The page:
Carlos A. Rosillo and Bruno Belamich have been friends since the age of 15 and in 1992, they founded the watch brand Bell & Ross. Today they are the pioneers in the filed of military watches. We spoke with co-founder Carlos A. Rosillo about the most important milestones from the past 25 years, and why the brand Bell & Ross probably wouldn’t exist without Mr Helmut Sinn.
1. What does a mechanical watch mean to you? What makes it perfect for you?
A mechanical watch means two things to me. First of all, it is a watch in which the technical elements made visible offer a good understanding of the engineering. Also, the beauty of a mechanical watch is that if you take good care, it lasts a lifetime and you can even pass it on to your children. Secondly, a mechanical watch is a valuable product. It can last because of the technical aspects or because of a good design. When you are only able to produce a limited amount of any product, it makes it more valuable than mass produced products.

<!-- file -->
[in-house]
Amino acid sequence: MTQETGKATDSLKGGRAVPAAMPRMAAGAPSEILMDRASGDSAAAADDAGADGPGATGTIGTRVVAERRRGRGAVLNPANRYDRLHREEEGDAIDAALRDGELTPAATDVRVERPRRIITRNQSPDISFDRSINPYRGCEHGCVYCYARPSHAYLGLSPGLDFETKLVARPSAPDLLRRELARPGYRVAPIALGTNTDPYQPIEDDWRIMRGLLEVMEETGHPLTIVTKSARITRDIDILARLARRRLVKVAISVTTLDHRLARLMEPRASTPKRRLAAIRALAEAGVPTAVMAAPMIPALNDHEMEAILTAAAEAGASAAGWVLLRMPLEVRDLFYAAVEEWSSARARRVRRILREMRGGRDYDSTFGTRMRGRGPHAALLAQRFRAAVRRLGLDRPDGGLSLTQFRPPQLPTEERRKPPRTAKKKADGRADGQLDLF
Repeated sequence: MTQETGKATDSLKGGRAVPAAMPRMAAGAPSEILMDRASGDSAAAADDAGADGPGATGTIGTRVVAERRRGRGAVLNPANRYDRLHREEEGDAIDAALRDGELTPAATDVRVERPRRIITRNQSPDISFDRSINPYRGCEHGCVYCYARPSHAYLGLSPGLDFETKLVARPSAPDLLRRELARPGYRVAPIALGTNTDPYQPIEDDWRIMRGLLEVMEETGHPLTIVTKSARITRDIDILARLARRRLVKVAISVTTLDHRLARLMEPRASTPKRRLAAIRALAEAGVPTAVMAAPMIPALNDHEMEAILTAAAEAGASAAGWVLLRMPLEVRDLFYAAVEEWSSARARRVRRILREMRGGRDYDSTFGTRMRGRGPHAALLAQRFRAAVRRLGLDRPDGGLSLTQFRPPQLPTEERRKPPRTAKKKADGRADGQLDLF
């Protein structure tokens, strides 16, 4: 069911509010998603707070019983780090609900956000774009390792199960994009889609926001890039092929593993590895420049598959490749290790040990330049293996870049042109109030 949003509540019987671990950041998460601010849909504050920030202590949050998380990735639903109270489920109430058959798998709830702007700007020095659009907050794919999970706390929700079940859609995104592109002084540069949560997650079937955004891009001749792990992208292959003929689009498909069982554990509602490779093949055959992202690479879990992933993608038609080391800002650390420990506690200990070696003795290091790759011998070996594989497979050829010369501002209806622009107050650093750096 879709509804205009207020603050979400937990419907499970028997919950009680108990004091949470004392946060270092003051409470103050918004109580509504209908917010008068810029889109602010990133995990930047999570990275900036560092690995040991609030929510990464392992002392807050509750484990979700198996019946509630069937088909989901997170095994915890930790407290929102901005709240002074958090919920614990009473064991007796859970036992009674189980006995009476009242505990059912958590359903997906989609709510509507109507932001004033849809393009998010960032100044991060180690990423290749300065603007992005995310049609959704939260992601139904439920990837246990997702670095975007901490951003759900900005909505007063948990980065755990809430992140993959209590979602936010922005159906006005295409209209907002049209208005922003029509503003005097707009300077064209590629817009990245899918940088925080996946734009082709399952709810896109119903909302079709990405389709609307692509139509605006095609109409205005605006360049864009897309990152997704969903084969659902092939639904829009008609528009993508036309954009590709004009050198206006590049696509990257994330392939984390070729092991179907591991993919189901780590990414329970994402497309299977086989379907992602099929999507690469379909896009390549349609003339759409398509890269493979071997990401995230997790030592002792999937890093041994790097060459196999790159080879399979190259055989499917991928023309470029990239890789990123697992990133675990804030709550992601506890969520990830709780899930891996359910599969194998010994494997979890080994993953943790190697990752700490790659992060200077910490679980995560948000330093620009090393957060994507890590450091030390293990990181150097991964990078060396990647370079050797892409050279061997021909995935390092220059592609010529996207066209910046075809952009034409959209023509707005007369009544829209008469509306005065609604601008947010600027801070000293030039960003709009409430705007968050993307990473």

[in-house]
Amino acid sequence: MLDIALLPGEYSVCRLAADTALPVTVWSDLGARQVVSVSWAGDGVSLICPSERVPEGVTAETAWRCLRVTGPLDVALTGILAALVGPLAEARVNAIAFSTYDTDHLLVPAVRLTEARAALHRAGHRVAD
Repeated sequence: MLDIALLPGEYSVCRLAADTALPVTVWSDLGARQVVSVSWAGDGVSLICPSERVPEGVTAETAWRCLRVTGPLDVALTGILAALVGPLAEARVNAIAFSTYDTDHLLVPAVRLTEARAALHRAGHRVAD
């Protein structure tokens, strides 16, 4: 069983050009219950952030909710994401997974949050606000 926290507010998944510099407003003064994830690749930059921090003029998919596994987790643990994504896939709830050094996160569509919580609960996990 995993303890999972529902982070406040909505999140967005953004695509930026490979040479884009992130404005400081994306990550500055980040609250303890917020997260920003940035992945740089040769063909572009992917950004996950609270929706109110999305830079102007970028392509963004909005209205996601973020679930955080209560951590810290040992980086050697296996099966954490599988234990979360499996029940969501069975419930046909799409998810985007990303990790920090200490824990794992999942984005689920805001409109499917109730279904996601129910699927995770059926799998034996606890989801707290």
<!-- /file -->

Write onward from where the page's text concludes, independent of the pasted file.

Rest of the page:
What makes it perfect to me? When you combine shape and function. For example, we are very well known for our iconic square watches (Instrument collection). So, we decided to make a square movement. Then we took it one step further, and decided not to make a case around it, but rather, the sapphire glass. So the movement, the mechanical aspect, is fitting the shape of the watch – like a piece of art in a frame.
2. Which watch are you wearing today and which one do you wear the most?